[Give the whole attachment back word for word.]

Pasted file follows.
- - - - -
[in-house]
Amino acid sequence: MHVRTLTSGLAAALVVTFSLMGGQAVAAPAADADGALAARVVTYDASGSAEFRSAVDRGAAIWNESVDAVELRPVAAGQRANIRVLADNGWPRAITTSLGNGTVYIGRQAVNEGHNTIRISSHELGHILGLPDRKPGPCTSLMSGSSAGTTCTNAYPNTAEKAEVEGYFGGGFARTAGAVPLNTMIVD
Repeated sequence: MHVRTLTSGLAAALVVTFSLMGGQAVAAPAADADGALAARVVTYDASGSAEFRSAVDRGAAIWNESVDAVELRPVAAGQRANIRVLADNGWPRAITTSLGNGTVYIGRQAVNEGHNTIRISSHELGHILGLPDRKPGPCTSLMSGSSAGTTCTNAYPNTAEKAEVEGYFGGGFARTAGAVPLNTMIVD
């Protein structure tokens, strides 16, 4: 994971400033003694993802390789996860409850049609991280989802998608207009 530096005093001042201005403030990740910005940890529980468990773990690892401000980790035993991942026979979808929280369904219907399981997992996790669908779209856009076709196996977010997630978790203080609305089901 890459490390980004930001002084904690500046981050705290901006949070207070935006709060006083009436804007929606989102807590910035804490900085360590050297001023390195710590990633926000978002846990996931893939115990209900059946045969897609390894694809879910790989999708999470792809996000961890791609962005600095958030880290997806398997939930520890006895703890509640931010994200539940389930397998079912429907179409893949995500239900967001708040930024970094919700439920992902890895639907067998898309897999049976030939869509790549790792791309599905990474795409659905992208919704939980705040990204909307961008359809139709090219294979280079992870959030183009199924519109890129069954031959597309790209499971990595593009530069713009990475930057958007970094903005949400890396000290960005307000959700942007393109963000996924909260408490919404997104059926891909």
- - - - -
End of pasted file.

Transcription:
[in-house]
Amino acid sequence: MHVRTLTSGLAAALVVTFSLMGGQAVAAPAADADGALAARVVTYDASGSAEFRSAVDRGAAIWNESVDAVELRPVAAGQRANIRVLADNGWPRAITTSLGNGTVYIGRQAVNEGHNTIRISSHELGHILGLPDRKPGPCTSLMSGSSAGTTCTNAYPNTAEKAEVEGYFGGGFARTAGAVPLNTMIVD
Repeated sequence: MHVRTLTSGLAAALVVTFSLMGGQAVAAPAADADGALAARVVTYDASGSAEFRSAVDRGAAIWNESVDAVELRPVAAGQRANIRVLADNGWPRAITTSLGNGTVYIGRQAVNEGHNTIRISSHELGHILGLPDRKPGPCTSLMSGSSAGTTCTNAYPNTAEKAEVEGYFGGGFARTAGAVPLNTMIVD
């Protein structure tokens, strides 16, 4: 994971400033003694993802390789996860409850049609991280989802998608207009 530096005093001042201005403030990740910005940890529980468990773990690892401000980790035993991942026979979808929280369904219907399981997992996790669908779209856009076709196996977010997630978790203080609305089901 890459490390980004930001002084904690500046981050705290901006949070207070935006709060006083009436804007929606989102807590910035804490900085360590050297001023390195710590990633926000978002846990996931893939115990209900059946045969897609390894694809879910790989999708999470792809996000961890791609962005600095958030880290997806398997939930520890006895703890509640931010994200539940389930397998079912429907179409893949995500239900967001708040930024970094919700439920992902890895639907067998898309897999049976030939869509790549790792791309599905990474795409659905992208919704939980705040990204909307961008359809139709090219294979280079992870959030183009199924519109890129069954031959597309790209499971990595593009530069713009990475930057958007970094903005949400890396000290960005307000959700942007393109963000996924909260408490919404997104059926891909």